Our team at the Aspen Institute Business & Society Program regularly writes on issues from the future of ESG to the changing needs of employers and employees. Looking back on 2022, we asked our team to share the writing they were most proud of in 2022, and to shed light on their process developing insights on these issues. Enjoy!
Judy Samuelson, Executive Director, Aspen Institute Business & Society Program
I wrote this piece in November, post-midterms, as the politicization of the term “ESG” produced more noise, making it harder to discern the signals. It is a work-in-process as we think about what’s ahead for executives and boards wrestling with how to speak authentically to the challenges, but who want to avoid being called out for any number of spurious and polarizing claims about the intentions of companies trying to “do the right thing.”
There are no simple talking points that work for everyone. Every company is unique, and the best path starts with clarity of corporate purpose, and what it reveals about what is essential to the long term success of the enterprise. To quote Mike Bloomberg, and now others, “This isn’t woke, its capitalism”—and the reasons for staying in the game are clear—among them, the expectations of your best allies, your employees.
Last year, I predicted a wild ride. This coming year could make 2022 look like a cakewalk. But the reasons for engaging—the long term risks related to climate, species decline, and too many people struggling to put food on the table—are clarifying. Business executives have choices to make; they must engage to assure a fair economy, and to invest in, and keep us hopeful about, the future.
Reframe the struggles of parenting during the pandemic into lessons that will make you a better boss
Nancy McGaw, Senior Advisor, Aspen Institute Business & Society Program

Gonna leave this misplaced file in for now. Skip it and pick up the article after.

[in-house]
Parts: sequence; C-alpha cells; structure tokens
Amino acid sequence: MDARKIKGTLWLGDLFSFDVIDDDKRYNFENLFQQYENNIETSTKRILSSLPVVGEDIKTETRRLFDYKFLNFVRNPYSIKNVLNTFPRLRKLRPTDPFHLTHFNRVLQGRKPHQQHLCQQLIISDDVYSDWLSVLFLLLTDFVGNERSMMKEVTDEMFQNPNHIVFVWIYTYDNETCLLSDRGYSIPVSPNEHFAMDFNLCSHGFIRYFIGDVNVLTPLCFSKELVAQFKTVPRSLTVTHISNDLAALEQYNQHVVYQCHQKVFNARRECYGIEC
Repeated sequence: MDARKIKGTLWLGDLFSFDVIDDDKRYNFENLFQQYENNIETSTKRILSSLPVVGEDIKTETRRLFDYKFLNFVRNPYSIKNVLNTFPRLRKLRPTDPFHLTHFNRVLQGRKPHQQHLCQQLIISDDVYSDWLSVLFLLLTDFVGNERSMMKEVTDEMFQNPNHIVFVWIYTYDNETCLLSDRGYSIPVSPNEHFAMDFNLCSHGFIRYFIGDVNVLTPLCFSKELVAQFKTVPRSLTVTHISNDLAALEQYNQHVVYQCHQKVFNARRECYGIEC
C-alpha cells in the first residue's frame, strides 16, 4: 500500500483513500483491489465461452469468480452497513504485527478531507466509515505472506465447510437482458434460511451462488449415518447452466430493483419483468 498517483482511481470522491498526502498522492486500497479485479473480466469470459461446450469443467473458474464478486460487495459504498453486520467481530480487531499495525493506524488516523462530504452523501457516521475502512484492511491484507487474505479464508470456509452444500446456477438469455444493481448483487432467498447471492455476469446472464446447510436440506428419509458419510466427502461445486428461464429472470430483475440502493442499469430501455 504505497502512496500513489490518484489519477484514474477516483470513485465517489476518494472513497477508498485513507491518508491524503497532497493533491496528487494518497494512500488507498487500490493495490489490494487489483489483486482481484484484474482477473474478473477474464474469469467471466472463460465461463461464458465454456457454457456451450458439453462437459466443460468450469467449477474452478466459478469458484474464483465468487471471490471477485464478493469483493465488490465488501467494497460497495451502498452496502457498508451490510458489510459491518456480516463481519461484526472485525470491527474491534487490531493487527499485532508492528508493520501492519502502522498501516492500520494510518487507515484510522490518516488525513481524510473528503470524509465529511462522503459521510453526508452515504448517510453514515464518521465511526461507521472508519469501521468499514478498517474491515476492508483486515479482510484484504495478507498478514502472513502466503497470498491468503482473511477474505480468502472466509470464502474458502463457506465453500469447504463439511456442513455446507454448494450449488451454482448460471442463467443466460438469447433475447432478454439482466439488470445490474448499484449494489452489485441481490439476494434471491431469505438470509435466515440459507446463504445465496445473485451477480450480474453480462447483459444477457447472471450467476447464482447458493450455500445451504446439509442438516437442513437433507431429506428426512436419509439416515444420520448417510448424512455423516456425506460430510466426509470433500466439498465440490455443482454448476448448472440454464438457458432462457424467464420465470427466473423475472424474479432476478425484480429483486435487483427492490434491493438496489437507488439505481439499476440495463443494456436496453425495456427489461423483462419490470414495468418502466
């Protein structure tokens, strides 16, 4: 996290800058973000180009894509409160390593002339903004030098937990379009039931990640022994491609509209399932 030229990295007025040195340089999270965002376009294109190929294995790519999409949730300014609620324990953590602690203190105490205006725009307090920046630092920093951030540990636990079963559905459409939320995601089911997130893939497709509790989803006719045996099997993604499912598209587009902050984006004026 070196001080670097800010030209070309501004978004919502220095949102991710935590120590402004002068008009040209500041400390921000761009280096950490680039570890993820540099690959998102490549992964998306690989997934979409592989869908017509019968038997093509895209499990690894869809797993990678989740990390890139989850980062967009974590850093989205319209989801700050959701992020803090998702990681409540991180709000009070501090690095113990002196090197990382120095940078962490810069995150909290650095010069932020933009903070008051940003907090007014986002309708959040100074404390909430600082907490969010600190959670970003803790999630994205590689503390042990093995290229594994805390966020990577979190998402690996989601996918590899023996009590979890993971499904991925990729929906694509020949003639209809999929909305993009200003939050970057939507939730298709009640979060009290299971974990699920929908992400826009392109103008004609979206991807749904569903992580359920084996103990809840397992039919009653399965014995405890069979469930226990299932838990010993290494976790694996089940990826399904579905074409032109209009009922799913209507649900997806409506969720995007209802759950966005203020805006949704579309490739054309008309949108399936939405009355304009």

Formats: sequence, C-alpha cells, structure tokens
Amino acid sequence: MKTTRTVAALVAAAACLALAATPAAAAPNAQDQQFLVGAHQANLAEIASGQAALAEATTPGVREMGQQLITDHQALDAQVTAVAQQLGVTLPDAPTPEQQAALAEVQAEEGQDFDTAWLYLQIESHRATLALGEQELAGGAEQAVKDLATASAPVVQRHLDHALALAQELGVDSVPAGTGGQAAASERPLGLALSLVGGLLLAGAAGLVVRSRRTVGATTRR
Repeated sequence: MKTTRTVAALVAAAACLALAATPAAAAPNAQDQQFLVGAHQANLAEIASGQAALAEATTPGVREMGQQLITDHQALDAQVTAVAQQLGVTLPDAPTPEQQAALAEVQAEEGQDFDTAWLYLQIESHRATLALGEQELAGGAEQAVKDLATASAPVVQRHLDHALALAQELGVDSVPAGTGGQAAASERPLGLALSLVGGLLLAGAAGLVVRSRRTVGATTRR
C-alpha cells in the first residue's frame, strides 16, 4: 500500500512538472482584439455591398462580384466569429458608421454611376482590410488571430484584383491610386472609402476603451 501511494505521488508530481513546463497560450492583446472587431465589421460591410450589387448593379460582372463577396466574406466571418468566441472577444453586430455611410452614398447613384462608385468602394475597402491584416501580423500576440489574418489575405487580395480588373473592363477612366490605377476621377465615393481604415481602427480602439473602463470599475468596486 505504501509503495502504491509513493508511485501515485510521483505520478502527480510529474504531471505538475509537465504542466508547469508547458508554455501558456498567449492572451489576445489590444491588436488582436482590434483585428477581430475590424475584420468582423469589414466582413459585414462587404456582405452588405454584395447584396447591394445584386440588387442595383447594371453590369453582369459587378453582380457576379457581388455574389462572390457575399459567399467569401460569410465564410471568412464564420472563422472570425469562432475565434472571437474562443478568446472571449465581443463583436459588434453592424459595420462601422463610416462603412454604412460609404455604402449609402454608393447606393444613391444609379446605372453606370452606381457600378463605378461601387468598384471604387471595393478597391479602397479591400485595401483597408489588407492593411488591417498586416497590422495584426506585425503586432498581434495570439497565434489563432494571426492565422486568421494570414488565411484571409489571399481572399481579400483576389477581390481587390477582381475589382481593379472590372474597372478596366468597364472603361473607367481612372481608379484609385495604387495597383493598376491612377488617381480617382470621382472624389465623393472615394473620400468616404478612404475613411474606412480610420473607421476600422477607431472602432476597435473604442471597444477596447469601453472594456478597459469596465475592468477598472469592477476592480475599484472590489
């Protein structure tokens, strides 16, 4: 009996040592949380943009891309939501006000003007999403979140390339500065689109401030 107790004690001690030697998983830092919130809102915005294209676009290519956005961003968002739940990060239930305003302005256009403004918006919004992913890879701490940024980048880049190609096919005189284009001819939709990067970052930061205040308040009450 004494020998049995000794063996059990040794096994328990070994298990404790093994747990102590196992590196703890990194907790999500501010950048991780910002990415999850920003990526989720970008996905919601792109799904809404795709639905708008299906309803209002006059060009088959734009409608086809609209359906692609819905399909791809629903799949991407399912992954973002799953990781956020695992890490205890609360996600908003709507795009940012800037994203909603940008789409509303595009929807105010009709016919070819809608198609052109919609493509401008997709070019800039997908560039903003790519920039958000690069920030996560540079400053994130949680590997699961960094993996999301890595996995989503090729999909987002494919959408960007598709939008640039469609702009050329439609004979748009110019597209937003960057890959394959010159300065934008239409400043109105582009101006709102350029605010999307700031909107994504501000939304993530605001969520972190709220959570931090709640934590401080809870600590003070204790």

The pandemic upended everyone’s life, but parents had a particularly difficult time—whether their children were toddlers or school age. I was curious about the possibility that parents were actually gaining new management skills in the process of coping. So I turned to two HR experts—Ritambhara Kumar and Amanda Billiot—who agreed that for many parents, pandemic experiences might actually make them better able to manage people and be a better boss. Now is the time for parents to reflect on lessons learned and put their hard-earned knowledge to work.
Danielle Holly, Associate Director of Leadership Programs, Aspen Institute Business & Society Program & Miguel Padró, Assistant Director, Aspen Institute Business & Society Program
After joining the Aspen BSP team earlier this year, I had the opportunity to team up with long-time staff member Miguel Padró on this blog exploring the changing dynamics of worker voice. In my previous role as CEO of Common Impact, I spent a lot of time inside companies whose leaders were trying to more effectively engage their employees. I now get to discuss, with new colleague and coauthor Miguel, just how transformative this moment is for the relationship between employers and their employees.
Meet the Hedge Fund Executive Who Sees the Corporate Debt Market as an Untapped Resource for Fighting Climate Change
Sheru Chowdhry, Founder & CIO at DSC Meridian Capital – interviewed by Judy Samuelson, Executive Director, Aspen Institute Business & Society Program
Judy here again. I had to add this piece to our Best-Of—it’s one of a series of Q&A interviews we did with leaders in the field of ESG. This one, an interview with Sheru Chowdhry of DSC Meridian Capital, got some of the strongest audience response of any, and I can see why: it’s a genuinely fresh perspective on critical issues in sustainability. I learned a lot, and would strongly recommend a read!
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